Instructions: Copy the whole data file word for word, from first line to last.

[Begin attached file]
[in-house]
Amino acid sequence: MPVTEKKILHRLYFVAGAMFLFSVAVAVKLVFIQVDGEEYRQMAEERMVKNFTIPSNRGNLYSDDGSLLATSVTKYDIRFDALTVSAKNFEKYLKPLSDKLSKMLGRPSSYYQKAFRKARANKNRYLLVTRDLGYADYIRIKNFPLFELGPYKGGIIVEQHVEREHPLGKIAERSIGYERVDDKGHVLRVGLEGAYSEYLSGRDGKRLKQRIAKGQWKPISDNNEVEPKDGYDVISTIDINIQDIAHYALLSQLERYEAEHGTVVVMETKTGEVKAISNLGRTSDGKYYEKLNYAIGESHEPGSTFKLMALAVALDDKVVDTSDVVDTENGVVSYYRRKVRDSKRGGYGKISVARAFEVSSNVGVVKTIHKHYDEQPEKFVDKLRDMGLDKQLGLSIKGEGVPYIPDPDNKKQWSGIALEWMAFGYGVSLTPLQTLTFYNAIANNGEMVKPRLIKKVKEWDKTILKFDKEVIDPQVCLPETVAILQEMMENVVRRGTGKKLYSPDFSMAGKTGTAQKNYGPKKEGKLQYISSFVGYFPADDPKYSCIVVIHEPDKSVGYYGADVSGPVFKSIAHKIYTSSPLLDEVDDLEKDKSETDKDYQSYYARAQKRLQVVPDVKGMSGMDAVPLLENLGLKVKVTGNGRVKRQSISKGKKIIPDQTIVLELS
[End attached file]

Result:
[in-house]
Amino acid sequence: MPVTEKKILHRLYFVAGAMFLFSVAVAVKLVFIQVDGEEYRQMAEERMVKNFTIPSNRGNLYSDDGSLLATSVTKYDIRFDALTVSAKNFEKYLKPLSDKLSKMLGRPSSYYQKAFRKARANKNRYLLVTRDLGYADYIRIKNFPLFELGPYKGGIIVEQHVEREHPLGKIAERSIGYERVDDKGHVLRVGLEGAYSEYLSGRDGKRLKQRIAKGQWKPISDNNEVEPKDGYDVISTIDINIQDIAHYALLSQLERYEAEHGTVVVMETKTGEVKAISNLGRTSDGKYYEKLNYAIGESHEPGSTFKLMALAVALDDKVVDTSDVVDTENGVVSYYRRKVRDSKRGGYGKISVARAFEVSSNVGVVKTIHKHYDEQPEKFVDKLRDMGLDKQLGLSIKGEGVPYIPDPDNKKQWSGIALEWMAFGYGVSLTPLQTLTFYNAIANNGEMVKPRLIKKVKEWDKTILKFDKEVIDPQVCLPETVAILQEMMENVVRRGTGKKLYSPDFSMAGKTGTAQKNYGPKKEGKLQYISSFVGYFPADDPKYSCIVVIHEPDKSVGYYGADVSGPVFKSIAHKIYTSSPLLDEVDDLEKDKSETDKDYQSYYARAQKRLQVVPDVKGMSGMDAVPLLENLGLKVKVTGNGRVKRQSISKGKKIIPDQTIVLELS